Yoga for Decreasing the Chronic Pain of the Health Care System
By Kristine Kaoverii Weber | March 26, 2022
“Ultimately, a great nation is a compassionate nation.” – Martin Luther King, Jr.
The Chronic Pain of Health Care
Pretty much everywhere in the world we’ve watched our health care systems struggle under the crushing weight of the pandemic. Sure, it’s important to applaud the heroic efforts of health care workers and cheer them on – but what they really need is relief from dysfunctional health care systems – which are suffering from their own particular kind of chronic pain.
Earlier this week, the British Journal of General Practitioners released a report called “GP Wellbeing During the COVID-19 Pandemic: a Systematic Review” which confirms what we all already know – doctors worldwide are stressed, depressed, anxious, and burned out. It’s not just docs of course – many of the allied health professions are suffering.
Health care systems are ships sinking under their increasing allostatic load.
In the U.S., burned out clinicians have led the way in the “Great Resignation.” The Bipartisan Policy Center’s blog “Help Wanted: Health Care Worker Shortages” reports that 1 in 4 health care workers considered leaving their job since the onset of COVID, with 14% of respondents saying they were considering leaving the health care industry altogether.
This is an industry, already severely understaffed, which will need an extra 124,000 physicians by 2034 and over 1 million new registered nurses by 2030 to keep up with the demand. It’s a huge, stressed out workforce that could seriously use some yoga.
Healthcare has been suffering since way before the pandemic – but it’s often crisis that wakes us up to the procrastination, denial, cynicism, and/or ignorance that lie at the root of our problems.
A report released by the Commonwealth Fund last year, “Health Care in the U.S. Compared to Other High-Income Countries” reported that out of 11 wealthy countries, the U.S. is at the very bottom of the list having both the highest infant mortality rate (5.7 deaths per 1,000 live births) and lowest life expectancy.
We are so NOT number one.
The report identified five major “pain points” in the system
- Access to care
- Care process
- Administrative efficiency
- Health care outcomes
To put it bluntly, a country that fails to take care of its sick and vulnerable seriously lacks any sort of moral backbone.
The U.S. healthcare system has been in crisis for decades and the chronic pain that’s ensued from our inability to create sustainable, affordable, universal healthcare not only reflects a deeply entrenched grift, greed, responsibility shirking, and heartlessness, it has also resulted in a terribly unhealthy population.
A recent article from the Stanford Social Innovation Review, “Reimagining the US Public Health Sector” identified five drivers behind the health care crisis:
- Lack of understanding about public health and prevention
- Low levels of social cohesion
- Decreasing trust in institutions
- Persistent structural racism
- Polarization and politicization
“If we ever pass out as a great nation, we ought to put on our tombstone, ‘America died from a delusion that she had moral leadership.’” – Will Rogers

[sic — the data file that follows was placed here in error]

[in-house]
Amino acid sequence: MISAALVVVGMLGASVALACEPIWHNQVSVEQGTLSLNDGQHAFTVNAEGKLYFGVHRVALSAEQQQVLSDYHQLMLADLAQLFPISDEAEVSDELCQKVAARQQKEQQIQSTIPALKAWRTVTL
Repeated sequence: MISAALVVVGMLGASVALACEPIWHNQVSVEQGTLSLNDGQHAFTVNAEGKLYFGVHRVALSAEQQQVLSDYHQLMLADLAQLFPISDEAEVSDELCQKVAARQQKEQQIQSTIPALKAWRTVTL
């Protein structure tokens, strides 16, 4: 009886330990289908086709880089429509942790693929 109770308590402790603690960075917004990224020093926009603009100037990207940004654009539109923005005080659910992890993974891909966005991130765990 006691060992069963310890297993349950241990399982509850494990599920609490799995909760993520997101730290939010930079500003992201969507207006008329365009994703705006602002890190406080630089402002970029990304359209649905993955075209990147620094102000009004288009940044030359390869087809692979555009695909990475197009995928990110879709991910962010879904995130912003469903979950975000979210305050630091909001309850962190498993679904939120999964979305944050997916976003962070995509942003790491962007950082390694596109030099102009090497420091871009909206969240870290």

What’s the solution?
The solution is of course complicated and requires a massive shift in perspectives, priorities, values, and leadership across sectors. One initial shift will be acknowledging the reality that health isn’t created entirely by the healthcare system. Yoga, particularly dinacarya (yoga lifestyle recommendations), is a powerful, ancient health promotion and prevention strategy which has a lot to offer to this conversation.
The Rand Corporation’s recently released report, “Incorporating Complementary and Integrative Health Providers in the Public Health Pandemic Response” found that practitioners of Complementary and Integrative Health (CIH) were an “underutilized public health asset in the response to the COVID-19 pandemic.” While the report was intended to lay out best practices for integrating CIH practitioners into future public health emergencies, it may also be a sign that it’s time for the yoga profession to step up.
The Yoga Puzzle Piece
Yoga teachers often tell me that they want to help more, that they don’t have enough students, that they want to reach more people, and that they’re not sure how to find the folks who need what they offer.
Since we don’t have any licensure for yoga professionals yet (and it may not be the best route for everyone anyway), one route for yoga professionals may be to become Community Health Workers. This is typically an 80-100 hour training depending on the state. Community health workers can provide support in a variety of ways, but a key role is in their focus on the health of whole communities, not just individuals.
Can you imagine what would happen if the Community Health Worker world was populated with yoga teachers? How that would begin to transform the system, in a grassroots way, from the inside out?
Yoga professionals have an opportunity, right now, to help reduce the long haul suffering of the health care system. We need to begin to actively engage with health systems, leading with our evidence base (particularly for chronic low back pain). Prevention is increasingly coming to the forefront as an important piece of the healthcare puzzle (again, it seems to be crisis that wakes us up to an obvious reality).
What if yoga professionals stepped out of the fitness box and started reconceptualizing ourselves as community health leaders? What do you think? How can yoga expand beyond its exclusive silo and get out into the world?
Please check out my free guide for yoga professionals, Get Healthcare on Your Side!
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